French President Emmanuel Macron unveiled a new military blueprint on Wednesday, vowing to make France an “independent, respected and agile power” with nuclear deterrence at the heart of its strategy.
His speech brought a formal end to France's military mission to fight religious extremists in Africa, where he said France would rethink its operations.
The document set 10 goals for 2030 including “first-rate” cyber defences and a “robust and credible” nuclear deterrent.
France is the only member of the European Union, and one of three Nato members along with the US and UK, that maintains its own nuclear weapons.
“Our nuclear forces contribute through their own existence to the security of France and Europe,” Mr Macron said.
Returning to a favourite theme, Mr Macron said France should be a key player in what he calls “European strategic autonomy”, meaning less reliance on the US and other partners.
But the strategy paper said Nato membership “remains essential” for French and European security.
Mr Macron called for raising military ties with Britain “to another level”, amid signs of a UK-France detente after he met Prime Minister Rishi Sunak at the Cop27 summit.
The two leaders promised to work together after years of friction linked to English Channel migration and post-Brexit trade and fishing rights.
“I hope that we will actively resume our dialogue on operations, capacities, nuclear and hybrid areas and renew the ambitions of our two countries as friends and allies,” Mr Macron said.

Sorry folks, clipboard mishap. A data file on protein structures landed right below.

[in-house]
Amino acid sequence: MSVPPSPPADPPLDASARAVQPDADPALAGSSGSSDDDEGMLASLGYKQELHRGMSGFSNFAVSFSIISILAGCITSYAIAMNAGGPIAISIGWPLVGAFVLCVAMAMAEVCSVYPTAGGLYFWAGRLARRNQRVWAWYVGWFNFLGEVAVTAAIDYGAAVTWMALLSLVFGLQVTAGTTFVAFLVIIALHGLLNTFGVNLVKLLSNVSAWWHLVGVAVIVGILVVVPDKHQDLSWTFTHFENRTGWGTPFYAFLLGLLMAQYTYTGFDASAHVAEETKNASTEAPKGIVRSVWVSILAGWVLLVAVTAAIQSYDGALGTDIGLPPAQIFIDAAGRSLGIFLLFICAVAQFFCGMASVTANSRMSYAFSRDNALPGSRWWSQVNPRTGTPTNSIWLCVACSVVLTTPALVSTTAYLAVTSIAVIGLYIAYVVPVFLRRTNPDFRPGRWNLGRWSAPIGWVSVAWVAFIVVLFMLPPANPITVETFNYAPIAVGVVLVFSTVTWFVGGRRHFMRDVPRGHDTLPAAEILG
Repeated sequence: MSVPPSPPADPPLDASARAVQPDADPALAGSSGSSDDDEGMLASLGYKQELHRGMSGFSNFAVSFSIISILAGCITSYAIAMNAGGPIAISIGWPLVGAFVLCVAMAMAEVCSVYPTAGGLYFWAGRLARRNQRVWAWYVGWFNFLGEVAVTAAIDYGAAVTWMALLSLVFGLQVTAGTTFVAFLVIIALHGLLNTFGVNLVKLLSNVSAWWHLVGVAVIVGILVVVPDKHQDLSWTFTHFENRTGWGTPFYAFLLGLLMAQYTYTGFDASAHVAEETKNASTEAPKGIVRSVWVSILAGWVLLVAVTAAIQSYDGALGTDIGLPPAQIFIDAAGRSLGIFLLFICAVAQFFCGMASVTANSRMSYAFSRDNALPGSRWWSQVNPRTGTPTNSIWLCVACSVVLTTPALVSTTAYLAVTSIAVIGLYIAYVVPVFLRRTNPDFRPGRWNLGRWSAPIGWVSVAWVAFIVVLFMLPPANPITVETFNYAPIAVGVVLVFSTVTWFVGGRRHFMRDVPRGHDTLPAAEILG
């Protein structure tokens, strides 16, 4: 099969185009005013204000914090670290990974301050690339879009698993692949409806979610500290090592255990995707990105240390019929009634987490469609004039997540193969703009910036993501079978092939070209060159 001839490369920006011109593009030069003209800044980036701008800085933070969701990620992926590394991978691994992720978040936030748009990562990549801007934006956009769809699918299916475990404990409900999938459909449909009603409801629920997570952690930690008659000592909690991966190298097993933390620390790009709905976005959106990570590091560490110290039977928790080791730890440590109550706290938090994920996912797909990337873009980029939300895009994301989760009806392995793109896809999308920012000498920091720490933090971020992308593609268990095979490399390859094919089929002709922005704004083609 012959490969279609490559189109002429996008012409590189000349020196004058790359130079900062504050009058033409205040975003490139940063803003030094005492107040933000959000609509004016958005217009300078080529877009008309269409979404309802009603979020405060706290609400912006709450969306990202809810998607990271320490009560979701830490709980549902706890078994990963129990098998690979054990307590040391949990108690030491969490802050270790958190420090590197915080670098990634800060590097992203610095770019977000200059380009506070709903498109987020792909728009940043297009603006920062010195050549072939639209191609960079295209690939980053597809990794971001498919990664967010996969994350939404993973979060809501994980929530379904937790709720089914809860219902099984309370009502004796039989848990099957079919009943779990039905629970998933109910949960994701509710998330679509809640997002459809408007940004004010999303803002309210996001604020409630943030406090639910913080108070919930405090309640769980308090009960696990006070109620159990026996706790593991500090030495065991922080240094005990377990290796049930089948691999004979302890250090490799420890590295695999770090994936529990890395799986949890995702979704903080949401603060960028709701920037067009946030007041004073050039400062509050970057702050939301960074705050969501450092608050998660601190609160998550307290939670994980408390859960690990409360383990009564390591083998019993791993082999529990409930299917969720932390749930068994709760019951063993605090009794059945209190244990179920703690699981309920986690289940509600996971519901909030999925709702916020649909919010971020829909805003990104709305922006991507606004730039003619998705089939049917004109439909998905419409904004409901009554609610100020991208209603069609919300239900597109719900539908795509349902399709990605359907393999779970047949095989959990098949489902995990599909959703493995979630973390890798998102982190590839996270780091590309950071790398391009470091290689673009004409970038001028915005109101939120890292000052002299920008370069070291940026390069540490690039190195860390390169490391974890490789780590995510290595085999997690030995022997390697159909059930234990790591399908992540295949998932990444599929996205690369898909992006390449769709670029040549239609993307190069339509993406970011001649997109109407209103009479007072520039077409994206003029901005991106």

He also called for deeper military co-operation with Germany, which is seeking to strengthen its military posture after years of underinvestment in the armed forces.
France and Germany have found themselves at odds over the energy crisis arising from the war in Ukraine, pulling in different directions on nuclear power and other issues.
But “the success of the European project depends in large part, I believe, on the balance of our partnership”, Mr Macron said.
“In that regard I hope that we can make decisive progress in the coming weeks,” he said.
Mr Macron said France would enter talks within days on the future of its military bases in Africa.
France withdrew its troops from Mali earlier this year following tensions with the ruling military regime.
“Our military support for African countries in the region will continue, but based on new principles that we will have defined with them,” Mr Macron said.